This paper explores the dynamics which have characterised the Australian Muslim (a term which is examined more critically throughout this paper) struggle for identity and self-identification from the late nineteenth century to the present. It will consider the two primary mechanisms through which this struggle has been articulated. The first of these relates to the ways in which many Australian Muslims have used the nationalist, linguistic and cultural affiliations, which played a critical role in their process of migration and settlement, as a way of forging personal and communal 'cells' of identification. The second explores the attempts made by Australian Muslims to draw this body of cells into a coherent whole structured around a religious framework, to create the ideal to which all Muslims aspire - a unified Muslim community or ummah. One of the critical questions which the various discourses relating to Australian Muslim identity and culture raise, and which will be considered in this paper, is: on what levels does this struggle for identification operate, and to what extent has it been successful in reconciling a sense of an Australian Muslim past with the present and future?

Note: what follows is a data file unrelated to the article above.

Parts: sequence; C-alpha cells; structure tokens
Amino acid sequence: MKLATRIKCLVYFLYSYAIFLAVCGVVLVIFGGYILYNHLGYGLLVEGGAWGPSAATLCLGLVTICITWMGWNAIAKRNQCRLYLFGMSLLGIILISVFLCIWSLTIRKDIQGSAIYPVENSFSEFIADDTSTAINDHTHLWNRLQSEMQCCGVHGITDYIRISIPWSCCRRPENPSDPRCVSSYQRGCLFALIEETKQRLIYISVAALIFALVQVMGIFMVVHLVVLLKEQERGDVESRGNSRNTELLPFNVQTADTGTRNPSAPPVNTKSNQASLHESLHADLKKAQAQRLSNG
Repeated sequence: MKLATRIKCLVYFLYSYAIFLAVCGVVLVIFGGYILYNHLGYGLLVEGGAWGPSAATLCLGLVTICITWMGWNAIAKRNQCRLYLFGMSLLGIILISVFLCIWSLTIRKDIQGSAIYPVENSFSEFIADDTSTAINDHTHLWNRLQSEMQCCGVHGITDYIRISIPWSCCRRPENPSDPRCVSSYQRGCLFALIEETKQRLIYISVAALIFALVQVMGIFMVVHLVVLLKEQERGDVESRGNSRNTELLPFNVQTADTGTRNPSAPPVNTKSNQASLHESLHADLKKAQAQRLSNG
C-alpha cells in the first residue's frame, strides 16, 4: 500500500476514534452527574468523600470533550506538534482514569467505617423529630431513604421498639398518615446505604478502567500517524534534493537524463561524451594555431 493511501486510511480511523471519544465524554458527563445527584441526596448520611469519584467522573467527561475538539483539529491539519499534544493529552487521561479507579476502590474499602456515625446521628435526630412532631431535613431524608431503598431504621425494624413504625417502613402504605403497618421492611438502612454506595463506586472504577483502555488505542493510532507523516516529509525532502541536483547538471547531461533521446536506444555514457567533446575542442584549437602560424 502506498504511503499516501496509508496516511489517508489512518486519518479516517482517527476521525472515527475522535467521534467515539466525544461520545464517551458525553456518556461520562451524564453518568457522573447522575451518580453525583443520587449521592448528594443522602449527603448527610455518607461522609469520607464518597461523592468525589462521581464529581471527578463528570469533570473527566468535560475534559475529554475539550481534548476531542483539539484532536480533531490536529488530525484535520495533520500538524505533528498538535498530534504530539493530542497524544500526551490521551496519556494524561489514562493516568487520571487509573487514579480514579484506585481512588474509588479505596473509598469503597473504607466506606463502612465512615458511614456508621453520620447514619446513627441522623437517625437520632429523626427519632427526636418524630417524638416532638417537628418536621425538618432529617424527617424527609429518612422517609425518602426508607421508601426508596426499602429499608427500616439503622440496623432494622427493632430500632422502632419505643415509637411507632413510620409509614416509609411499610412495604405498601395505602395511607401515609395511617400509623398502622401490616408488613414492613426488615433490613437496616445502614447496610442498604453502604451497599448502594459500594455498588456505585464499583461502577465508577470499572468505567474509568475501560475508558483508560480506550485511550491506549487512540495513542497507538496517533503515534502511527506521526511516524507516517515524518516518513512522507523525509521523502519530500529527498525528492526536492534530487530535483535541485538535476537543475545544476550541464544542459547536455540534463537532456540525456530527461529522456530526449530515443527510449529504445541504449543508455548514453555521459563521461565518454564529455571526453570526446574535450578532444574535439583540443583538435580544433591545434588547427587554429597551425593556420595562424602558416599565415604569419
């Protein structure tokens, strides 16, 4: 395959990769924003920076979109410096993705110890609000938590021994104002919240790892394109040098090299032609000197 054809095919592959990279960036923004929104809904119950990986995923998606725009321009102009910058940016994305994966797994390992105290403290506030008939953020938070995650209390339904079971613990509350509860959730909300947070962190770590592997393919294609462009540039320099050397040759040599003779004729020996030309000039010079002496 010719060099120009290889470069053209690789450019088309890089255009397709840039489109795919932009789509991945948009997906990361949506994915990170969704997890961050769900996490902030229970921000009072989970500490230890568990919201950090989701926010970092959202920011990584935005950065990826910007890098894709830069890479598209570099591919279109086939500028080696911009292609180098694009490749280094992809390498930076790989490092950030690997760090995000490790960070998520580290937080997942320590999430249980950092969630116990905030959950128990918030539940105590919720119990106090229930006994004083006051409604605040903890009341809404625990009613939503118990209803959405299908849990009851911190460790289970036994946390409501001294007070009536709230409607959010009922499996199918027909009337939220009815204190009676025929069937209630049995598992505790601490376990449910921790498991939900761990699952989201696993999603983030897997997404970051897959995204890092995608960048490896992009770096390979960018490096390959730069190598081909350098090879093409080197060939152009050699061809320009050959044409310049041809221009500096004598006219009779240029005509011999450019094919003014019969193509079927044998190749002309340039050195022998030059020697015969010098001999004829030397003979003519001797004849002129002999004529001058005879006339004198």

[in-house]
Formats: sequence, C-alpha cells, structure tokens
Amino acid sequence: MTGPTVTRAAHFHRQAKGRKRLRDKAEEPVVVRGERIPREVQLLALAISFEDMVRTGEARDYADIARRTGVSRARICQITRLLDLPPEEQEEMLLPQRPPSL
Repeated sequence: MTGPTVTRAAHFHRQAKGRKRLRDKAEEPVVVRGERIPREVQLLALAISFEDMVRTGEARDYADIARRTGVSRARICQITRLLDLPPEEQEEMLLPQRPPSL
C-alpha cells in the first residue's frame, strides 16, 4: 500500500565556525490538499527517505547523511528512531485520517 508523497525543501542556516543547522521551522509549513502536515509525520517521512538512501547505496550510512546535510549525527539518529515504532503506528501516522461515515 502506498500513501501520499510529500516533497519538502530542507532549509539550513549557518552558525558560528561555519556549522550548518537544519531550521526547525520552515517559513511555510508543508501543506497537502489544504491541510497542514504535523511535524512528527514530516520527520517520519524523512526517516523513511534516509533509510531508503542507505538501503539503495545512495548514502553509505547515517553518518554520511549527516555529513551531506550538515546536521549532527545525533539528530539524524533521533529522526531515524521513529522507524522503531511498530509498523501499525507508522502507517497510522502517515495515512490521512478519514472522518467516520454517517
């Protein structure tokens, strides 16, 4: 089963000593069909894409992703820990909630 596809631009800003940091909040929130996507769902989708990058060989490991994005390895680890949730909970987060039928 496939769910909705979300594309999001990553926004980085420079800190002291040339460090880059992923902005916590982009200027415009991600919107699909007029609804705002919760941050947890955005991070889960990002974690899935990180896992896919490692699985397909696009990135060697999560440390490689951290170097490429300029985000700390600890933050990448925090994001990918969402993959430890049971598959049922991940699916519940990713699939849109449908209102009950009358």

|Number of pages||15|
|Journal||Australian Journal of Social Issues|
|Publication status||Published - Nov 1999|